Section 1415 provides that "(i)n any action brought under this paragraph the court shall receive the records of the administrative proceedings, shall hear additional evidence at the request of a party, and, basing its decision on the preponderance of the evidence, shall grant such relief as the court determines is appropriate." 20 U.S.C. § 1415(e)(2). Plaintiffs read this section as authorizing the Court to award monetary damages when an improper classification or placement decision has been made. Conversely, the defendants contend that damages are not an appropriate remedy within the meaning of the EAHCA.
Resolution of this dispute necessarily turns on the language of the statute. Cannon v. University of Chicago, 441 U.S. 677, 689, 99 S. Ct. 1946, 1953, 60 L. Ed. 2d 560 (1979). The Court's focus is not limited to merely the words of the statute, however. As the Second Circuit recently stated:
(to) construe a statute we look first to the words actually used by the drafters, remembering that words are but signs that point to ideas. We may also examine the statute's legislative history to ensure that the meaning we have ascribed to these words fits their purpose, as that was what Congress intended.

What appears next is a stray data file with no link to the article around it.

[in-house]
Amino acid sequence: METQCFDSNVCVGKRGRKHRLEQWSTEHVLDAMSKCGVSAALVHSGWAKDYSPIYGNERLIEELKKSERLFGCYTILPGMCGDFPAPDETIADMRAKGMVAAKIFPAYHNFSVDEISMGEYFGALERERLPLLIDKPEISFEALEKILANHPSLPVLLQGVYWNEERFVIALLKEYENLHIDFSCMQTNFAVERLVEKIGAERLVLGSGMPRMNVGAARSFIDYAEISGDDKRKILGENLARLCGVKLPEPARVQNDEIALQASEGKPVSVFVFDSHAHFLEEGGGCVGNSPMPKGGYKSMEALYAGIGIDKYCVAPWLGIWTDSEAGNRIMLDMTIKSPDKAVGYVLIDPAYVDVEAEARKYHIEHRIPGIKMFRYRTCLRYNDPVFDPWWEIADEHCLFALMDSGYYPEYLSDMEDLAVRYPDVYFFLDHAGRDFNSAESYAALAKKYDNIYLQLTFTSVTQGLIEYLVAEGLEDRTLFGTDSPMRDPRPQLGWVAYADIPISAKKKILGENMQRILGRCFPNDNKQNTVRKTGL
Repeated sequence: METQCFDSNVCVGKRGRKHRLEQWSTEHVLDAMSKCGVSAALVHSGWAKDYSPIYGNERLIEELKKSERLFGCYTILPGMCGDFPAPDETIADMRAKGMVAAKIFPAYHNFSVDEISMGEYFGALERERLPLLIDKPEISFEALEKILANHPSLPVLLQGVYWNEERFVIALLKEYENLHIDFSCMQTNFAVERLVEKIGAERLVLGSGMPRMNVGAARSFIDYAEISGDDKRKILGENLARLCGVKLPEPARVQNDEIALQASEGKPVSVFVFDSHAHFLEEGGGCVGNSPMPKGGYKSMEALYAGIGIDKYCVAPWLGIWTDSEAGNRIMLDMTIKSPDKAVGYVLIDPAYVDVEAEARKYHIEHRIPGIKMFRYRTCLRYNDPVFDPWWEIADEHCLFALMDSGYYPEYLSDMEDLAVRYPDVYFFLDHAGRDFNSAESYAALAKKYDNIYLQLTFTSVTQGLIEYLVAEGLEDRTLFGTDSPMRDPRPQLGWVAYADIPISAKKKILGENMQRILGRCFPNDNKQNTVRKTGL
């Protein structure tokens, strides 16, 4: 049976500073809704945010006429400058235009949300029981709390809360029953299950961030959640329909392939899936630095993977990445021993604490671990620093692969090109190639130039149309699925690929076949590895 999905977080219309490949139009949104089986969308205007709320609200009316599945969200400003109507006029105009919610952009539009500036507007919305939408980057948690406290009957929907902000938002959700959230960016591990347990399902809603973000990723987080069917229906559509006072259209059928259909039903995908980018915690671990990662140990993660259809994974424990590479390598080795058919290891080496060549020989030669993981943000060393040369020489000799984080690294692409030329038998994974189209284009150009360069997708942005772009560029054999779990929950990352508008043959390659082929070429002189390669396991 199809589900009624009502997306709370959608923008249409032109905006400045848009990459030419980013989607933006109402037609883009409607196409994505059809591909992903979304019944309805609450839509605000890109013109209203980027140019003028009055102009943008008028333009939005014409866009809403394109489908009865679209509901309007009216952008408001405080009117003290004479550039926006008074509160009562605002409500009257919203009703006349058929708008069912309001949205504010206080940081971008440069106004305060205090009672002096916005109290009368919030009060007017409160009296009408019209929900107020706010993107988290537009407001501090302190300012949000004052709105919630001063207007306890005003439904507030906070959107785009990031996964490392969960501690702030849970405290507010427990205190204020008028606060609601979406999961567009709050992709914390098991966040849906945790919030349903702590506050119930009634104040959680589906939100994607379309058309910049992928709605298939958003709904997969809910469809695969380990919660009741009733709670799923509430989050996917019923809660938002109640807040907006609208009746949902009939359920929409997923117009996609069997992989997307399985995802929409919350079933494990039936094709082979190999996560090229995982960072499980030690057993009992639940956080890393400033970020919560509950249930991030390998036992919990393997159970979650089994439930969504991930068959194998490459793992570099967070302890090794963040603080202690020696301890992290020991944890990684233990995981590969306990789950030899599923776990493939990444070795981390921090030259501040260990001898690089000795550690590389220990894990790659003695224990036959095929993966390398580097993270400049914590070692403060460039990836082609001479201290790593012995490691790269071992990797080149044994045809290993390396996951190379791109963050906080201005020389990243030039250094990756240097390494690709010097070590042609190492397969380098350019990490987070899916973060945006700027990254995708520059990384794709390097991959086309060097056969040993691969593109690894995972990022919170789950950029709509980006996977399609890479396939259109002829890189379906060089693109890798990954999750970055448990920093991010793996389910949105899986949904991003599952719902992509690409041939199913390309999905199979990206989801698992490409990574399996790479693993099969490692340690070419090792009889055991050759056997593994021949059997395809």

Pompano v. Michael Schiavone & Sons, Inc., 680 F.2d 911, 913 (2d Cir. 1982). Finding that the signs in the statute under review are less than clear, an examination of the legislative history is necessary to fully understand their meaning. In conducting this examination, the Court views the analysis of the Seventh Circuit Court of Appeals in the case of Anderson v. Thompson, 658 F.2d 1205 (7th Cir. 1981) as persuasive.
The Anderson court first noted that neither the language of the statute nor the legislative history contain any mention of damages. Id. at 1211; see also Loughran v. Flanders, 470 F. Supp. 110, 114 (D.Conn.1979). Looking at the "mischief to be corrected and the goals to be attained" citing Warner v. Goltra, 293 U.S. 155, 158, 55 S. Ct. 46, 47, 79 L. Ed. 254 (1934), the Court concluded that a damage remedy was not "consistent with the goals of the statute." 658 F.2d at 1213. This Court agrees.
As noted by the Anderson court, the main goal of Congress in enacting the EAHCA was to meet the needs of handicapped children; the focus of the Act is insuring that handicapped children receive an appropriate education through proper classification and placement. Congress did not fail to recognize the difficult task it was delegating to the states. Not only does such an endeavor impose financial obligations upon the states, it also requires them to make difficult educational judgments with respect to the children in their care.